Questions to ask during a doctor visit
Written By: Rheingold, Valet, Rheingold, Ruffo & Giuffra LLP
When New York residents become sick, they may visit their doctor in order to get better. However, while they know that their doctor has a wealth of information available, there are certain things that they may not discuss with their patient. Asking the right questions during a routine doctor visit could prevent medical errors that may possibly be fatal.
Studies indicate that one in every 20 patients may be misdiagnosed. Although only a small percentage results in serious injuries, patients should express their concerns to their physician if they believe something does not feel right or if they need more clarification. Moreover, research has shown that when new medical residents begin caring for patients in July, there is a 10 percent increase in fatal medication errors. Patients may be proactive in avoiding such an error by confirming the details of their medication.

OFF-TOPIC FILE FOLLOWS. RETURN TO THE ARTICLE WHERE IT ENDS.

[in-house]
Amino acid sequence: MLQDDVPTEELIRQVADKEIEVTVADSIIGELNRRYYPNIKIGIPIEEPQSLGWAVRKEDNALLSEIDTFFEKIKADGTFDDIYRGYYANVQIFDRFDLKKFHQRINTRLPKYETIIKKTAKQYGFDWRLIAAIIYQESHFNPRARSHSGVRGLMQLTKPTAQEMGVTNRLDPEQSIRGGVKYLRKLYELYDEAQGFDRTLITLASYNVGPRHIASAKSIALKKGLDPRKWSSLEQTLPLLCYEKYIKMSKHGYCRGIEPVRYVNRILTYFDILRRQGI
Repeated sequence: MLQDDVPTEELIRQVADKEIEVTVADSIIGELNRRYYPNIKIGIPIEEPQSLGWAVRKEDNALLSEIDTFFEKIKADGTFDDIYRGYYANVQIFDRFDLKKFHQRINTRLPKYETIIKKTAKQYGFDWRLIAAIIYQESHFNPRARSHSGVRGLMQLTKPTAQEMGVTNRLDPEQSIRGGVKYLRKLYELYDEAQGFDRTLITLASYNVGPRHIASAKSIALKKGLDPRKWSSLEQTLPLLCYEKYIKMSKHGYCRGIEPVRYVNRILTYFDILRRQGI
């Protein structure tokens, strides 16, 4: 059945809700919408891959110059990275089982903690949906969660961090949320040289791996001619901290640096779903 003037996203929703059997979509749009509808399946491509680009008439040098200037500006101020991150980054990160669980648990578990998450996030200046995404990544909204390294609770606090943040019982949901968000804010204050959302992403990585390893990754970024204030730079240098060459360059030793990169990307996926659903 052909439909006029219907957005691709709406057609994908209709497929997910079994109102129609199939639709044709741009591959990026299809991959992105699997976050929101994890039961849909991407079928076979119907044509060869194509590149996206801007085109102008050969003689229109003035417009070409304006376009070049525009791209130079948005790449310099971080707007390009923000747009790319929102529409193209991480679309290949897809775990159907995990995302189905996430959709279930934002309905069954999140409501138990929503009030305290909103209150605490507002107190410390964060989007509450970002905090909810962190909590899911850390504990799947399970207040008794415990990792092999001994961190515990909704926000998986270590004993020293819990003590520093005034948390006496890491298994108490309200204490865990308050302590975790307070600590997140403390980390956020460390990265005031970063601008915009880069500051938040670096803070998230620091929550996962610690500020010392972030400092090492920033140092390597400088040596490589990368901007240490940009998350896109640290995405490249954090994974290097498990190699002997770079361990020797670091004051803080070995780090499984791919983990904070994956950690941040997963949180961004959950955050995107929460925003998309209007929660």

Inquiring about a physician's complication rates in comparison to national averages may also be a good idea; doctors who answer honestly may be more aware of when complications occur and how to prevent them. Additionally, if it is possible, a patient should ask to schedule a surgery during the morning weekdays since his or her primary doctor might not be available during weekends to take immediate action if a complication arises.
Due to the advancements in modern medicine, there are various treatments available to patients for previously incurable diseases. However, a patient should also understand that a doctor may not recommend certain treatments due to the associated risks and adverse effects.
If a serious injury does occur as a result of negligence, the patient may be eligible to file a medical malpractice lawsuit against the doctor and the healthcare facility where the injury took place. Pain and suffering, additional medical care expenses and lost wages are some of the damages a patient may be compensated for.
Source: Care2.com, "5 Things Your Doctor Won’t Tell You Unless You Ask", Ann Pietrangelo, August 04, 2014